When it comes to sex, and it very soon does with Houellebecq, Michel is at the other extreme from Bruno: he has no erotic life to speak of and he doesn’t miss it. That’s partly because he’s done a great deal better for a father. Marc Djerzinski was a Polish immigrant, a taciturn man with inclinations to Buddhism and a maker of documentaries, who has vanished while filming in occupied Tibet, presumed killed by the Chinese. At much the same time as Marc was going East, the mother that Michel shares with Bruno went West, to Aldous Huxley’s California and the dopey-gropeys of the Essalen community. Michel thus has good mysticism on the father’s side and bad on the mother’s: he is a man born to crave transcendence.
I wouldn’t want to make Les Particules élémentaires sound like a portentous book. It isn’t: for all the soterial dimension into which it finally takes off, it stays close to the ground – too close when detailing Bruno’s quest for sexual gratification. Houellebecq writes with humour, too, when feeding in his bits and pieces of recent cultural history. Apart from the small dance-on part allotted to Sartre, Philippe Sollers also makes an appearance in a guise he’s unlikely to find flattering, first encouraging Bruno to write ranting, even racist articles and then refusing to publish them, the best of the joke being that Bruno first of all confuses the name Sollers with that of a make of mattress. Again, some time after an episode set on the nudist beaches of Agde, where the sand-dunes are the scene of some complicated multiple couplings à la Comte de Sade, we’re told that the ecologists have managed to get the dunes closed to the tourists and listed as a nature reserve, in order to save an endangered species from extinction.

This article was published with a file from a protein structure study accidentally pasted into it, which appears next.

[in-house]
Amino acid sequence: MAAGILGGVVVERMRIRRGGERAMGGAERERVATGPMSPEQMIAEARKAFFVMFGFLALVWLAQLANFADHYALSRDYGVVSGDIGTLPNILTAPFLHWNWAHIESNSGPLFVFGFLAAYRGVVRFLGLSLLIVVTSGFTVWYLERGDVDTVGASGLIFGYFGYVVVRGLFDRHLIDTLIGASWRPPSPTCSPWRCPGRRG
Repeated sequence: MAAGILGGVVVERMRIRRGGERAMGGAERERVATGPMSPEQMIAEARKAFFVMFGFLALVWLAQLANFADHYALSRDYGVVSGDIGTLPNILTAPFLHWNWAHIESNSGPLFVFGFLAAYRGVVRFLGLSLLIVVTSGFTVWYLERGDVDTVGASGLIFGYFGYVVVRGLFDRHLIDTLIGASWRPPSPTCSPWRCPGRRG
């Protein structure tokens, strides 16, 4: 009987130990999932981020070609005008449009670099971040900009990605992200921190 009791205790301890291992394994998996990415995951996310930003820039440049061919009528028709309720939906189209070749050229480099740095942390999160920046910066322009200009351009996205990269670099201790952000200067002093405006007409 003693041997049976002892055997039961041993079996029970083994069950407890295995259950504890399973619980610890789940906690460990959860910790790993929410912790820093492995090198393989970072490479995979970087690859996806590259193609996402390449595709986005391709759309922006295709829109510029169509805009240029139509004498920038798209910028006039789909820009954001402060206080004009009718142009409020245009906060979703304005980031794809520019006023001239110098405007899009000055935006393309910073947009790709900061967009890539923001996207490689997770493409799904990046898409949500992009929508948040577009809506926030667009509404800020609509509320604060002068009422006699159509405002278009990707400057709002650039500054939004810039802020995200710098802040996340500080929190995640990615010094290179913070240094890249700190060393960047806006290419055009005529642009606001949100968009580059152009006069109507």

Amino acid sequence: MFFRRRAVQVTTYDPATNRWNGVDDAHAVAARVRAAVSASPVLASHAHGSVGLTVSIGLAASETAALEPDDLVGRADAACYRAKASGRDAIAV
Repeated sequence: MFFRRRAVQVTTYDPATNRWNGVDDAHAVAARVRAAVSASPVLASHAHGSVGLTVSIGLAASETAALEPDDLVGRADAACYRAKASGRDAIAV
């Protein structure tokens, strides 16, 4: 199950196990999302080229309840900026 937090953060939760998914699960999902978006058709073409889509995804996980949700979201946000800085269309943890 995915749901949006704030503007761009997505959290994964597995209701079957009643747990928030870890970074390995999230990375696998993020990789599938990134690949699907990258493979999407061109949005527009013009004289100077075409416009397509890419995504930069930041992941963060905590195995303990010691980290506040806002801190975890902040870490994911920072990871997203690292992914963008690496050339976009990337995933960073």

Les Particules élémentaires ends in proximate science fiction, by foreseeing the time, which will presumably arrive, when molecular biology is capable of taking full control of the human reproductive process. It’s Michel Djerzinski who, having gone to work in an Irish research lab, at the westernmost tip of the European landmass, proves the supreme theorist of this ultimate scientific advance. We know him, however, to be a man without attachments of a human kind and anxious to correct what he takes to be the fundamental defect in sexual reproduction, which is to produce in its random way mutations we’d do better without. His dream, once reproduction can be programmed and the possibility of genetic regression removed, is to generate a race of sexless immortals. This is the warped vision of a warped individual, although, if the charges of eugenicism are anything to go by, some French readers of Les Particules élémentaires appear to believe that Houellebecq approves of it. He just might, if we take this ending to be an expression of his incurable disgust with humanity as we know it. Alternatively, he just might not, but rather be extrapolating from the arrogance that a few practising molecular biologists have been known to exhibit and warning us as to where it might one day land us.
Either way, and whether or not he proves to be an ideological opportunist, Houellebecq has written a strong, interestingly opinionated second novel that’s an impressive advance on his first. Provided French society continues to get him going, he could well become a writer out of the ordinary.